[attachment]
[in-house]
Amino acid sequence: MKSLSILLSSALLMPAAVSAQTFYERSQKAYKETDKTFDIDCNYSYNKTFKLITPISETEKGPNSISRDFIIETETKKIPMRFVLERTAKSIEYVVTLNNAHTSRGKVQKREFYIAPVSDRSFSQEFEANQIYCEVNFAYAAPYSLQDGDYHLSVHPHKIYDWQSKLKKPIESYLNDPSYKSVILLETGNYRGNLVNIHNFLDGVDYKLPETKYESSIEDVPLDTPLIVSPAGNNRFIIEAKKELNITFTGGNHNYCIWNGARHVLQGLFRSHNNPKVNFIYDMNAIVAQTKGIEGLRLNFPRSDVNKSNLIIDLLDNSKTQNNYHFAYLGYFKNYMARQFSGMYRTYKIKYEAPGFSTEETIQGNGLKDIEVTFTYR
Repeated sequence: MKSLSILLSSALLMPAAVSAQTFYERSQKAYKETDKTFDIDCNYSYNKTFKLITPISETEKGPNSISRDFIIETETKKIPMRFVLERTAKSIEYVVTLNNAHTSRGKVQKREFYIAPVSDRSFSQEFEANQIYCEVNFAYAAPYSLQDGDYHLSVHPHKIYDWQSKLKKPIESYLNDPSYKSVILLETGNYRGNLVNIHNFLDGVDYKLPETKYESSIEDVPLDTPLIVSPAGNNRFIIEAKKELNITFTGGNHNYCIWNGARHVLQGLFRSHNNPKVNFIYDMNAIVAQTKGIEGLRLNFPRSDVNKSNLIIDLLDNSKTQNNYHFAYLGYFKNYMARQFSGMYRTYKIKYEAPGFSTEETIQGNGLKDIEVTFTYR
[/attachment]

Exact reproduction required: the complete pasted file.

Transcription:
[in-house]
Amino acid sequence: MKSLSILLSSALLMPAAVSAQTFYERSQKAYKETDKTFDIDCNYSYNKTFKLITPISETEKGPNSISRDFIIETETKKIPMRFVLERTAKSIEYVVTLNNAHTSRGKVQKREFYIAPVSDRSFSQEFEANQIYCEVNFAYAAPYSLQDGDYHLSVHPHKIYDWQSKLKKPIESYLNDPSYKSVILLETGNYRGNLVNIHNFLDGVDYKLPETKYESSIEDVPLDTPLIVSPAGNNRFIIEAKKELNITFTGGNHNYCIWNGARHVLQGLFRSHNNPKVNFIYDMNAIVAQTKGIEGLRLNFPRSDVNKSNLIIDLLDNSKTQNNYHFAYLGYFKNYMARQFSGMYRTYKIKYEAPGFSTEETIQGNGLKDIEVTFTYR
Repeated sequence: MKSLSILLSSALLMPAAVSAQTFYERSQKAYKETDKTFDIDCNYSYNKTFKLITPISETEKGPNSISRDFIIETETKKIPMRFVLERTAKSIEYVVTLNNAHTSRGKVQKREFYIAPVSDRSFSQEFEANQIYCEVNFAYAAPYSLQDGDYHLSVHPHKIYDWQSKLKKPIESYLNDPSYKSVILLETGNYRGNLVNIHNFLDGVDYKLPETKYESSIEDVPLDTPLIVSPAGNNRFIIEAKKELNITFTGGNHNYCIWNGARHVLQGLFRSHNNPKVNFIYDMNAIVAQTKGIEGLRLNFPRSDVNKSNLIIDLLDNSKTQNNYHFAYLGYFKNYMARQFSGMYRTYKIKYEAPGFSTEETIQGNGLKDIEVTFTYR